The Pable Evertz Funeral Home Family is Prepared to Safely Care For Families

The Pable Evertz Funeral Home family remains committed and prepared to safely care for the families it serves, especially during the novel coronavirus (COVID-19) pandemic. Whenever possible, the Pable Evertz Funeral Home will continue to enable families to participate in the rituals that are most important to them.

A member of the National Funeral Directors Association (NFDA), the New Jersey State Funeral Directors Association (NJSFDA), and the Monmouth and Ocean Counties Funeral Directors Association, the Pable Evertz Funeral Home regularly receives information via the NFDA, NJSFDA, from the CDC, NJ Department of Health, and other local agencies about the evolution of COVID-19 in the United States. The NFDA continues to lead the conversation with federal officials about the role of funeral service as it relates to the COVID-19 pandemic.

Our staff remains vigilant about cleaning our facilities and ensuring we are all following recommended healthy habits, such as staying home when sick, hand washing, and covering coughs and sneezes. The CDC and our local public health officials have offered a lot of helpful guidance on this topic, which we continue to follow. 

To note just a few practices that the Pable Evertz Funeral Home have enhanced:

  • All areas, both public and private, are cleaned regularly and a more intense sanitation is performed before and after any services.  Including, but not limited to, entry and exit and restroom door knobs and handles, coat hangers, memorial contributions envelope holders, and photo and picture board easels
  • The upholstery on furniture and carpets, including kneelers, couches, and drapery, are treated with fabric disinfectant/freshener and wastebaskets are sprayed with disinfectant regularly and before and after services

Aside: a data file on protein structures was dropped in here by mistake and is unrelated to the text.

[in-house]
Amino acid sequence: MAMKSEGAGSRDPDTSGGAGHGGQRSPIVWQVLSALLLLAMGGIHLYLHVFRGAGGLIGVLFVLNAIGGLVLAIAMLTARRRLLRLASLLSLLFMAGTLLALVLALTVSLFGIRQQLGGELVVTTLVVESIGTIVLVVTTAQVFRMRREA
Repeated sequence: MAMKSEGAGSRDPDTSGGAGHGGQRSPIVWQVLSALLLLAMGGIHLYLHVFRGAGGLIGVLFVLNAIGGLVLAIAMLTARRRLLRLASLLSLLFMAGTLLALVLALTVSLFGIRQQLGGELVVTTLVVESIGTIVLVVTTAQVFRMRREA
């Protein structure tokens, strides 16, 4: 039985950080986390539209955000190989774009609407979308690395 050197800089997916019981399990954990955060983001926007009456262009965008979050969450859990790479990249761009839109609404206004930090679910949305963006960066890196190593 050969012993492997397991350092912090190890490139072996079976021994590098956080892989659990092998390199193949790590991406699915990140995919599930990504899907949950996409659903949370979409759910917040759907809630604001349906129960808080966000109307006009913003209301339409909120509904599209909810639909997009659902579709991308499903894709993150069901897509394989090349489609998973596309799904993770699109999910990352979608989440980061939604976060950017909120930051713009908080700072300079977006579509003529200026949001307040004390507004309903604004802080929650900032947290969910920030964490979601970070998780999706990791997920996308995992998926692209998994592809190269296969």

• A sanitizing air spray is used regularly to help cut down on airborne bacteria 
  • Hand sanitizer and sanitizing wipes, as well as, disinfectant wipes, for any personal items you may need to clean, are available the funeral home.  An abundance of tissues and c-fold towels have been placed around facility
  • Proper hand washing information graphics have been posted in the rest rooms for quick reference

To help with some guidance, here are some preventive measures that the NJDOH recommends:

  • Cover your coughs and sneezes with a tissue or into your sleeve, not your hands
  • Avoid touching your eyes, nose, and mouth
  • Wash hands often for at least twenty seconds, especially after coughing or sneezing. Use alcohol based hand sanitizer if soap and water are not available
  • Clean and disinfect frequently touched surfaces and objects

The Pable Evertz Funeral Home is very sensitive to the emotional nature funeral, memorial, and celebration services represent.  Crying, hugging, and human contact in general are so crucial to grief recovery that it is almost impossible to prevent. However, social distancing (e.g. limit or eliminate handshaking, personal contact) is encouraged and highly recommended. 

If you are sick and feel you may be imposing a health risk to others, please stay home and/or avoid people that are sick.   Please know that while we cannot disseminate personal information, such as addresses and phone numbers, the Pable Evertz Funeral Home will gratis:

  • Mail, or in some cases, deliver any cards, Spiritual Bouquets, letters, or notes and they may be mailed or dropped off to the funeral home
  • Talk with the family and with your florist or vendor for the direct delivery of floral tributes or food
  • Email pics to you of flowers or items you send to the service

If the Pable Evertz Funeral Home can be of assistance, please contact us at 732.899.3300 or visit

Day by day we will get through this together.  As always, thank you from the entire Pable Evertz Funeral Home team.

IMPORTANT TO NOTE THAT: At this time, CDC guidance states, “There is currently no known risk associated with being in the same room at a funeral or visitation service with the body of someone who died of COVID-19.” However, the CDC also notes, “People should consider not touching the body of someone who has died of COVID-19.”